Autumn 2012: We are building a house extension that is small, but is intended tobe a piece of exemplary construction - innovative fabrication methods, highly insulated, power saving and power generating.

There are already blog-postings about this, with photos, and more will be posted whenever anything is done on the extension. Any building work that takes place is reported here.

Meanwhile, try clicking on this, it will display every page that mentions the extension:

August 2012: We have laid the foundations and ordered the windows.
September 2012: We have fabricated all the panels and got the structure of the extension in place. 
Internorm Window information
Construction section

Note, South is to the right --->>>, This drawing is rotated to make the plans fit an A4 sheet best.
The plan is only to extend 950mm southwards, but that is all the site we have. It is extending the dining room, providing a large window to the south, a small window to the east (morning light) and a deep niche to the west for book shelves and storage.
The extension will generate more power than it will use. The power is to be stored in batteries. (Or I may just give it to the grid for free - my main research is to get the thermal power from it.)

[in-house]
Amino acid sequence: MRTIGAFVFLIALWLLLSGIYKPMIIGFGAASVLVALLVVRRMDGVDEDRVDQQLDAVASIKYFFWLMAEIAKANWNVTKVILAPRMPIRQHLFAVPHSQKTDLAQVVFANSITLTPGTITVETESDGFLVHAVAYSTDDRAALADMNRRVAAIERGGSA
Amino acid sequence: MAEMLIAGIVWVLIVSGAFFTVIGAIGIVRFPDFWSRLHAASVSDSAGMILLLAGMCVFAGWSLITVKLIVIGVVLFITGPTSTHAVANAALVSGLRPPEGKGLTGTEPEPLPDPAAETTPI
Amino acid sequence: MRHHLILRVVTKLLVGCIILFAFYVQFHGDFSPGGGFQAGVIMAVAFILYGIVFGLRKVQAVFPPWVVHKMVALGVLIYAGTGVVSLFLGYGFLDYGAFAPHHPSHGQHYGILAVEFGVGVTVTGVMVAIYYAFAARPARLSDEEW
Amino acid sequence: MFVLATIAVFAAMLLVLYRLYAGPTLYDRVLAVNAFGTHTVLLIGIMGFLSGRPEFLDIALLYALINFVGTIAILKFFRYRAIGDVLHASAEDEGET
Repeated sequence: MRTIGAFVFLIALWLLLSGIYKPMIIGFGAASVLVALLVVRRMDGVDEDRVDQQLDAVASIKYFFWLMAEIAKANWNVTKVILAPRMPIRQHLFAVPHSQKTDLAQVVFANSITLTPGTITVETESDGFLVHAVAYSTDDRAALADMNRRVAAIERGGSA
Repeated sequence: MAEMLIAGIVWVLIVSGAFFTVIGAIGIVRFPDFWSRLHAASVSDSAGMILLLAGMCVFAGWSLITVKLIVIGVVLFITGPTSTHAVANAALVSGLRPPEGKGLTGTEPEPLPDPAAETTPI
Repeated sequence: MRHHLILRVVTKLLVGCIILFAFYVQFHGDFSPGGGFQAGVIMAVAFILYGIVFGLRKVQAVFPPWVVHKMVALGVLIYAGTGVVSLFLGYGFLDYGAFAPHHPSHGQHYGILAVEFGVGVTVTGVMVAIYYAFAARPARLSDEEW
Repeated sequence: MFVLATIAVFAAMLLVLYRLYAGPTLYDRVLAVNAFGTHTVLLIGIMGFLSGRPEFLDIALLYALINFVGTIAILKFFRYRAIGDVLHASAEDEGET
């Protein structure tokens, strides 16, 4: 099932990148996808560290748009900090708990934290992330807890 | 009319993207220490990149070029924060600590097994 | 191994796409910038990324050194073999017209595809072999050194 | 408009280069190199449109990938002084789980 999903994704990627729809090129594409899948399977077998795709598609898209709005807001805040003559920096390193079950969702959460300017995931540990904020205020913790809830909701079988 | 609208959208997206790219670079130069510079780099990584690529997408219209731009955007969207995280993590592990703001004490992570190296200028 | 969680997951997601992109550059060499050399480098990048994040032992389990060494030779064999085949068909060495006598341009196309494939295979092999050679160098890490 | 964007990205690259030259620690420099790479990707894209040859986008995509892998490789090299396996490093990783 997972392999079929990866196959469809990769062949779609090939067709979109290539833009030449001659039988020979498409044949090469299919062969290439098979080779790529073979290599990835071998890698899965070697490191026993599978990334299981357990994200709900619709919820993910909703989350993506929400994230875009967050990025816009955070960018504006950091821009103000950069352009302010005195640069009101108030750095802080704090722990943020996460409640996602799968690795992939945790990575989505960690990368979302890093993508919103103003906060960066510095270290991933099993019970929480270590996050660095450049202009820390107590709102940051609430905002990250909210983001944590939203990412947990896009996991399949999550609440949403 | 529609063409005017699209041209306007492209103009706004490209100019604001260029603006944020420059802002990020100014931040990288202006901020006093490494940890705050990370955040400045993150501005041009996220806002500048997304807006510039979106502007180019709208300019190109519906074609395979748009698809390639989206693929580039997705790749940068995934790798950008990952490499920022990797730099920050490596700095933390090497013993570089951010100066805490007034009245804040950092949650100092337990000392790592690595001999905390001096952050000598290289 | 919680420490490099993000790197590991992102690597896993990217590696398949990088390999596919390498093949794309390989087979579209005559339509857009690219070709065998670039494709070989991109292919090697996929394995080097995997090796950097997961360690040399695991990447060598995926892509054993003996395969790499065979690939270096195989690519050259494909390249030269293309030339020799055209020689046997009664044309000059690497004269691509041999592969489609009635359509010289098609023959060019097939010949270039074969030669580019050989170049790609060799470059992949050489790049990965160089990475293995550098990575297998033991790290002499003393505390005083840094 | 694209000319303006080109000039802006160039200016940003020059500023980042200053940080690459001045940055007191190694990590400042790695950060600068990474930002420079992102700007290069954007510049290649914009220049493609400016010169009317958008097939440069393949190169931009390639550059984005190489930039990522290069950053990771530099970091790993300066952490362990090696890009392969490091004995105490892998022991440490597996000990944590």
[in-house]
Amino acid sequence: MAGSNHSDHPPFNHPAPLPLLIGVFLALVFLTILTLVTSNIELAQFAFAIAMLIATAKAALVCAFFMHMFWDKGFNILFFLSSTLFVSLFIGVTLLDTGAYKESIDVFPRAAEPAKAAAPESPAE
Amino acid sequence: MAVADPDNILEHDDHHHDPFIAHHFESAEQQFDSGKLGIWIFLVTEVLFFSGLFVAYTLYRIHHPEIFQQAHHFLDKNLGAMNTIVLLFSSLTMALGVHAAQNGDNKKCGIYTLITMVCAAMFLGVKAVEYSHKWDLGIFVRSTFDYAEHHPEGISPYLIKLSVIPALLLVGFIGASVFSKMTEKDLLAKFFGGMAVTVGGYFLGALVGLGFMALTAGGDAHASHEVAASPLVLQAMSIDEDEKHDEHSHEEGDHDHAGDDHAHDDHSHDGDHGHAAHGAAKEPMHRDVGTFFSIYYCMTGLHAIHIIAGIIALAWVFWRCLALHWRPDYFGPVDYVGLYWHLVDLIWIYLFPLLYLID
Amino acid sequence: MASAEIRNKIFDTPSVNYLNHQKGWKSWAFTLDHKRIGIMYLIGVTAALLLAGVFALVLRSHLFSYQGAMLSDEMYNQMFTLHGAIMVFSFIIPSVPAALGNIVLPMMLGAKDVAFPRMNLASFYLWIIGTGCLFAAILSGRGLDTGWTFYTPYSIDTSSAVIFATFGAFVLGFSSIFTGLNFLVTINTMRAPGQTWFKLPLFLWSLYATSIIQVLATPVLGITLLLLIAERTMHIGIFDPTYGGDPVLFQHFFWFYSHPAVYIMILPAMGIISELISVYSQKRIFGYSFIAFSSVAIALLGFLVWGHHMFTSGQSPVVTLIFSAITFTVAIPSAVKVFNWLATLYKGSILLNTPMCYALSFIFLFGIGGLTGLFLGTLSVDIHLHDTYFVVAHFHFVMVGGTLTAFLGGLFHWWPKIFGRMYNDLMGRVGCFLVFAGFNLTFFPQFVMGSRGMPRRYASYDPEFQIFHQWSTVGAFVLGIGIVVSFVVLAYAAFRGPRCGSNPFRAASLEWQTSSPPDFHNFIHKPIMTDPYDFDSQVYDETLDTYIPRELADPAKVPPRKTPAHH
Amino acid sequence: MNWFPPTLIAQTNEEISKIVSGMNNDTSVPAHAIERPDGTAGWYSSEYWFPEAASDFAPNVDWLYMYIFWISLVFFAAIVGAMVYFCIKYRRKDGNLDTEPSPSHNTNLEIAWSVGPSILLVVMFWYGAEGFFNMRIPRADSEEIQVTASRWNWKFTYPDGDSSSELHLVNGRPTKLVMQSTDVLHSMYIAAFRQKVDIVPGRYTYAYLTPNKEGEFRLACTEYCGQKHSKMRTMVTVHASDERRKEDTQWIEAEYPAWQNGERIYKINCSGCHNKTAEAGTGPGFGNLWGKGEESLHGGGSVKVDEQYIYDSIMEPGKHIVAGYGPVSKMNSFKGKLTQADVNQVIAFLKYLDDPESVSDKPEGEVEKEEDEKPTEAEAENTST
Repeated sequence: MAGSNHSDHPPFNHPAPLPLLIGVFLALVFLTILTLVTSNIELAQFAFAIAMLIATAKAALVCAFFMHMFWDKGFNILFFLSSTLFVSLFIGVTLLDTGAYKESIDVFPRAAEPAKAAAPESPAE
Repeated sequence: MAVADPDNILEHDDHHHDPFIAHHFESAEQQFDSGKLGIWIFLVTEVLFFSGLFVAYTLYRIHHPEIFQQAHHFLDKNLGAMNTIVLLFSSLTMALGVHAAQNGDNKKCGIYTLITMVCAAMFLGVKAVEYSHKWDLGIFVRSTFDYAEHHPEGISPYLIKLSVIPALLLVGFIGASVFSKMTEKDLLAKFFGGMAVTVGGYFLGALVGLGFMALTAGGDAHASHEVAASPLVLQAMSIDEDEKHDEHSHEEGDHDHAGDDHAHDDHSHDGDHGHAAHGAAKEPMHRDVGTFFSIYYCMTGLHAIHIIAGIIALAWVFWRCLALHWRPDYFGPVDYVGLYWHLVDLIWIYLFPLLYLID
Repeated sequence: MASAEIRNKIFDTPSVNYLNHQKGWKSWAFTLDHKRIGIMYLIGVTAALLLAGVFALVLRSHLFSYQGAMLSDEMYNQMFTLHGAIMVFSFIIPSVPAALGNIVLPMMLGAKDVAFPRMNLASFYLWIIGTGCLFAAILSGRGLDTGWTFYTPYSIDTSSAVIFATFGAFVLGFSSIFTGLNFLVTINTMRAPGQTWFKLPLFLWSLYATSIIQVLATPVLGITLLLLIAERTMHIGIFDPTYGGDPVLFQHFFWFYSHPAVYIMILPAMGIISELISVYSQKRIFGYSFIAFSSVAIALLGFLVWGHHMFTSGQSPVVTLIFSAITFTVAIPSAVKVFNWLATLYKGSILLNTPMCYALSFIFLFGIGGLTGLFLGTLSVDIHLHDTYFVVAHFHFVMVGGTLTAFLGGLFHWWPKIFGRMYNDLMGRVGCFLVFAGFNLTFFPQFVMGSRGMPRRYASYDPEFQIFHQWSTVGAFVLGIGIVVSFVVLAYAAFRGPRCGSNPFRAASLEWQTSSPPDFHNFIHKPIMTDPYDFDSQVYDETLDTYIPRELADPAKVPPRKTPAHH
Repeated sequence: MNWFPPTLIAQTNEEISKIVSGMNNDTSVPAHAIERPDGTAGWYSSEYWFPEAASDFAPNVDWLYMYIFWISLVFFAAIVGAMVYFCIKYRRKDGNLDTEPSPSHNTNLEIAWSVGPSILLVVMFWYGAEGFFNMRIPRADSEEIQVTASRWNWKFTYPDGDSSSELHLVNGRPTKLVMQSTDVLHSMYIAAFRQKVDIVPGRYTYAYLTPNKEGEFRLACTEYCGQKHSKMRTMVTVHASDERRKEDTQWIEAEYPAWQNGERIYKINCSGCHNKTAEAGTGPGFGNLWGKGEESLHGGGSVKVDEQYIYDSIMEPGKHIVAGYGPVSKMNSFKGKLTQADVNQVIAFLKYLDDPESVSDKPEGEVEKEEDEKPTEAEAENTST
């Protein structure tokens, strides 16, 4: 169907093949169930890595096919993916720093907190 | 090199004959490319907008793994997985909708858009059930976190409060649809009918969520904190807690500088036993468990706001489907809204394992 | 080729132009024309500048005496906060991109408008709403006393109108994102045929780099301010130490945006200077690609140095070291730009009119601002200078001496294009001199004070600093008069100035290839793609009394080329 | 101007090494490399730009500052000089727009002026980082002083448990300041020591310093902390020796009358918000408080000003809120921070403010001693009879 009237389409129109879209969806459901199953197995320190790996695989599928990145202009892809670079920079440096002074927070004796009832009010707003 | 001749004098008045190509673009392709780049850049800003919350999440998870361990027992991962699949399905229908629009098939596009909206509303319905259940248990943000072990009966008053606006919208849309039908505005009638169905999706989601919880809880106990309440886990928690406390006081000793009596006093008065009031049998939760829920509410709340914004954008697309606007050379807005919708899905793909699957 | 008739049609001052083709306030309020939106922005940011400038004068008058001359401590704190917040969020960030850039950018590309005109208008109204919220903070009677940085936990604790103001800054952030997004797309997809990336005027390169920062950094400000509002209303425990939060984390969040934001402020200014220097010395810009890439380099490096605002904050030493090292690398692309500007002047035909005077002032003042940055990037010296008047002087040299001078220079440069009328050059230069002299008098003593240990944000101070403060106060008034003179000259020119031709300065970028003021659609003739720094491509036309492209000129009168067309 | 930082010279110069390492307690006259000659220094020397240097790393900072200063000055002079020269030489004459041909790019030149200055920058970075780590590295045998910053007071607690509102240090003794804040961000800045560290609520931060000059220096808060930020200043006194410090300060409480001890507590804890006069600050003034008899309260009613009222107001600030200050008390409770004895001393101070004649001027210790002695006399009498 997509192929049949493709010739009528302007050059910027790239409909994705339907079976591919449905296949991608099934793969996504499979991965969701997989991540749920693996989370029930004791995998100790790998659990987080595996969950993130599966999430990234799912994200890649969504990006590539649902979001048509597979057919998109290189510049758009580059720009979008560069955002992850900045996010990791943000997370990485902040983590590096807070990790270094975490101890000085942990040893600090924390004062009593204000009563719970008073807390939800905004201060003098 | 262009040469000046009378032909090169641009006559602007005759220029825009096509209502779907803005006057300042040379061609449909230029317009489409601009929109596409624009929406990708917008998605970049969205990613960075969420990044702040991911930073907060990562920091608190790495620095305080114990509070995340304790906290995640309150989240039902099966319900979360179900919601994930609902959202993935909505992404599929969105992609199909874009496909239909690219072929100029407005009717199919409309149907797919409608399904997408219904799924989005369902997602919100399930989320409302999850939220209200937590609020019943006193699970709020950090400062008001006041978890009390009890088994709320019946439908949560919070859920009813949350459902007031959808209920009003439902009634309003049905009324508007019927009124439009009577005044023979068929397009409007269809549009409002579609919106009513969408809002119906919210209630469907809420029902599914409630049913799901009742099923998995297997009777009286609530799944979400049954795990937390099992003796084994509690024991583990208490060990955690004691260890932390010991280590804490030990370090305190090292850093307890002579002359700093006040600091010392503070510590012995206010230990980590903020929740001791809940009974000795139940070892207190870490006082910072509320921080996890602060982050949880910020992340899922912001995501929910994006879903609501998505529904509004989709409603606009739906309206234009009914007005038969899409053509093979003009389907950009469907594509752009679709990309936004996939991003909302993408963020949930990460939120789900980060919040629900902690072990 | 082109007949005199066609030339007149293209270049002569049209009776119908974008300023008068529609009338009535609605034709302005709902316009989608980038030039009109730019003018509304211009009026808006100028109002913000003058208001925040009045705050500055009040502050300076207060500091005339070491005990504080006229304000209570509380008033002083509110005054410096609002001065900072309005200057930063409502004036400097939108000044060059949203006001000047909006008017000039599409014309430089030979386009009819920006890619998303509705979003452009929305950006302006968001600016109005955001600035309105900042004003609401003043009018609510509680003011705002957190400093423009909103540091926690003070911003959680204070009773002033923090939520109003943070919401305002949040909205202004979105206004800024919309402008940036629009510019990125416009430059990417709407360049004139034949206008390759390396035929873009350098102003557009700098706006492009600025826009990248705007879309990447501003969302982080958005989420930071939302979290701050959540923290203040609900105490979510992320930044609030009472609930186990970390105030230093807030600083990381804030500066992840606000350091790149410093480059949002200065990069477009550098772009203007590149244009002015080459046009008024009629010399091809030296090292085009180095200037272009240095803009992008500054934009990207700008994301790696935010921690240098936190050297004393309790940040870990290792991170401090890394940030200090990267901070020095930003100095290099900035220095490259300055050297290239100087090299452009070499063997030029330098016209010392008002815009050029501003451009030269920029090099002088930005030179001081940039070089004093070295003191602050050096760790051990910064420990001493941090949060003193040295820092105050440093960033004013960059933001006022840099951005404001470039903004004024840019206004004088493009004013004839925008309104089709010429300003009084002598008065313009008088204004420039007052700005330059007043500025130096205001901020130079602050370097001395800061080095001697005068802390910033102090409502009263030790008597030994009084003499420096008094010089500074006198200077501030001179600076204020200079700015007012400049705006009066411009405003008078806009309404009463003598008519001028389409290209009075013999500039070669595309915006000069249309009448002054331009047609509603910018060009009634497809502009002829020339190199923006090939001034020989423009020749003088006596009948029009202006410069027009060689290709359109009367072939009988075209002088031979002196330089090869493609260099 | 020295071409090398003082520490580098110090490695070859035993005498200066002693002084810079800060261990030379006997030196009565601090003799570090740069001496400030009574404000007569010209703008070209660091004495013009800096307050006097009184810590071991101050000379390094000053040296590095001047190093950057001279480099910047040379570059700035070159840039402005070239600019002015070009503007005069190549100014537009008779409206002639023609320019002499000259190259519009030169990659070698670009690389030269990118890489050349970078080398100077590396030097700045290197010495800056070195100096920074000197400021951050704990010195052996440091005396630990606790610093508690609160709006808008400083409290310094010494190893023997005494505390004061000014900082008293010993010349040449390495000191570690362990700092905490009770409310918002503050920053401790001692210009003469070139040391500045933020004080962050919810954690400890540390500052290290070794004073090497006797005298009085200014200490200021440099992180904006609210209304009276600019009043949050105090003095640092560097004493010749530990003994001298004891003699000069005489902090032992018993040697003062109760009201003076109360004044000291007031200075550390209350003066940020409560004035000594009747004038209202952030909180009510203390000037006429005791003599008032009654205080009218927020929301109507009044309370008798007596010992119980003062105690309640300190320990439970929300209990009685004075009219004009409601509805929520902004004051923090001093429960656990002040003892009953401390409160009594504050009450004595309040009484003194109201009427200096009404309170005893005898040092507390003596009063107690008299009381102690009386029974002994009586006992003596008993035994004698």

The metal roofing is raised seam so that the panels can be fitted without having to drill through - the fixing will be clamps to the raised seams.
Late October: The plan for PVT was dropped, and I built another Sunbox instead - roof-mounted using metal radiators. This was working by early December. 
November 2012: We got the interior plastered, and the slating started, and plumbing work done for the Sunbox.
December 2012: What time I had, I spent getting the slating finished and the gutter up. 
January 2013: It is finished, subject to some very small additions of aluminium at the corners, interior shelving and some painting.

View from the SW - showing the black slating on the extension walls.View from the SE - showing the aluminium roofing, the vertical duct, and the roof-mounted Sunbox-4, using polycarbonate from the East Leake project.

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